Tuesday, July 23, 2013

diy decorative tissue box holder

I recently discovered papier mache tissue box holders at Michaels and decided to cover one in a heavy-weight Japanese paper I bought at Paper Source.  Tissue boxes occasionally are decent-looking but sometimes I can't stand their generic, muted pseudo-florals.  This paper is a tiny bit grandmotherly but really pretty, with a hint of metallic gold.  Here's the how-to:

Step 1:  Gather your materials.  Papier mache tissue box form (from Michaels or elsewhere); pretty, fairly thick decorative paper; tape measure/ruler; scissors; Mod Podge (not pictured) or other craft glue; foam paint brush (not pictured); paper plate or other surface to hold glue (not pictured); paper and pen to jot down measurements.

Step 2:  Measure each side of the tissue box form - in this case, the top was slightly smaller than the sides and the sides were equal.  Add 1/4" to each edge of the top section dimensions.  This gives you the measurement for the piece of paper needed to cover the top.  For the sides, multiply the width of one side by 4 and add 1/2" (for a little overlap when gluing).  Then add 1/4" to the height measurement.  This gives you the total length and width of the piece of paper needed to cover the sides.

Step 3:  Measure and cut two pieces of paper:  one for the top piece (dimensions plus an extra 1/4" on each side) and one for the sides (length should equal the total perimeter (width of one side x 4) plus 1/2" and height should equal the height of one side plus 1/4").

Step 4:  Apply an even layer of glue to the top of the box and place the cut piece of paper for the top over the glue, allowing about 1/4" overhang on each side.  Carefully glue down the overhang, folding down the corners evenly.  The oval opening for the tissues will be hidden for now.

Step 5:  Apply an even layer of glue to one side of the box and place the cut piece of paper for the sides of the box over the glue, positioning your starting edge toward one corner and ensuring the paper comes right up to the top of the box, just above the bottom line of the top piece of paper.  There will be about 1/4" overhang along the bottom.

Step 6:  Continue applying glue one side at a time, smoothing the paper over each one and ensuring the paper is aligned evenly with the top of the box.  Glue the paper to the fourth side, over the starting edge of the paper.  

Step 7:  Turn the box upside down.  Apply an even layer of glue to the inside bottom edge of the box (about 1/4"), then carefully fold the paper over the edge and press down the corners, applying glue as necessary to tuck them in.

Step 8:  The exterior of the box is now entirely covered.  Using scissors or a craft knife, cut into the paper over the oval opening, using your hands to guide you.  Do not cut flush with the opening; cut a smaller hole to start. 

Step 9:  Apply an even layer of glue to the inside of the box, just around the perimeter of the oval opening.  Very carefully fold in the paper covering the opening until it is flush with the perimeter.  You may need to cut slats perpendicular to the edges of the opening to be able to maneuver the paper better.

Et voila!

Wednesday, July 17, 2013

wine charm wedding gift

In preparing a small collection of wedding gifts for someone, I wanted to make a set of simple wine charms.  Wine charms are a little cheese-tastic by nature, so I thought it best to keep them super simple.

I used silver earring hoops from Michaels and an assortment of seed beads I've collected over the years.  I simply strung the beads on the hoop and left a wee bit of wire free to bend up with a set of small pliers and form into a hook.

Then I punched small holes in a piece of navy cardstock from which to dangle the charms.  There's no question these are homemade but they're a little colorful extra something to include with a wedding or bridal shower present or give as a small hostess gift.

I originally thought I'd do a little French beaded "charm", which I've used before on homemade cards, but I didn't like these quick prototypes.  A very simple square might work better.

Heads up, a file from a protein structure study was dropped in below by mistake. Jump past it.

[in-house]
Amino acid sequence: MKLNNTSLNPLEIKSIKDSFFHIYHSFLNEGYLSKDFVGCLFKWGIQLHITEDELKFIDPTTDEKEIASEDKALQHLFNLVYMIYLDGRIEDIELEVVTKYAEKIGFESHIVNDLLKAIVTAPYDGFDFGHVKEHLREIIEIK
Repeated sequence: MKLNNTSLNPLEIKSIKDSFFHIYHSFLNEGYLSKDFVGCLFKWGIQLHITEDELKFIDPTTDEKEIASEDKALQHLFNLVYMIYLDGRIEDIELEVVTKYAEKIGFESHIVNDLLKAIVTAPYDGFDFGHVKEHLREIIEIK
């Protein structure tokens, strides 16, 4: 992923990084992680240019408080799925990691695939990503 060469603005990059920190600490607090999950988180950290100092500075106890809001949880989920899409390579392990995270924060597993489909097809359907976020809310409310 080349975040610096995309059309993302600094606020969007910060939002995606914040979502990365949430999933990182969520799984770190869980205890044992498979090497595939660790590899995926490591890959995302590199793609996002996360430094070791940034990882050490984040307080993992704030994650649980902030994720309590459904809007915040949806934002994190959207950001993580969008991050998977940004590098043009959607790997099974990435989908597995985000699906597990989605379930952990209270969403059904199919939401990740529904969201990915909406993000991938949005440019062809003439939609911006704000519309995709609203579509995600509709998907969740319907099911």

Tuesday, July 9, 2013

weekend baking

In honor of a house guest the other weekend, I tested Smitten Kitchen's peach pie and Martha Stewart's ham and cheese strata.  Both were super tasty and resulted in several days' worth of breakfast (yeah, pie for breakfast).  On my list for next time is Smitten Kitchen's peach hand pies - the sour cream dough looks mega delish.

Bread pudding rules, no matter if it's sweet or savory.

Monday, June 17, 2013

shopping finds at chain stores

We went shopping for a little patio table the other weekend and I found this fun peacock wicker hanging chair at Pier 1 ($299).  If I were between the ages of 4 and 14, I would want it desperately.  Chairs that hang from the ceiling (or a stand; whatever allows them to swing) are automatically fun for kids; my kindergarten teacher had one in our classroom and it was a special treat to sit in it.  The peacock motif of this chair adds extra flair and the cup holders...just stop it.  I've seen lots of hanging chairs lately, including a fabric type that's similar to a hammock folded in half.

Why do you refuse to stay right side up?  Oh, well. You get the idea.
I also spotted these pretty grey side tables ($70) from the Threshold collection at Target.  There are so many great items in this collection, like this pseudo sawhorse desk ($110) and this desk ($170) and pretty much all of the home decor.  I'm hankering for some translucent turquoise glass vases ($30 for the 15.7") but can't justify the clutter; they are such a pretty color in person, though.  Window shopping, it shall be.

Wednesday, June 12, 2013

diy birthday card

I have so, so many cards, both RTW (ready-to-write) and supplies.  The problem is I'm lacking in cards specific to occasions.  When someone's birthday is coming up I stare blankly at my boxes and boxes of pretty everyday notecards, none of which is quite appropriate for a birthday.  I recently decided to start making my way through my supplies more diligently, as opposed to buying more, which is what I really want to do.

I decided to use some leftover Paper Source blank flat cards and envelopes from a bridal shower invitation project I did last year and made my own birthday, Father's Day, and bridal shower cards.  Using Microsoft Word Publishing Layout, I inserted a double-lined border and a double-lined multi-point circle, then a small text box with the appropriate message in this Parisienne font.  For this birthday card, I stuck on some rhinestones, too.  Everyone with a big event happening in the next month is getting a yellow and grey card; I just have to remember to whom I send one so I don't repeat.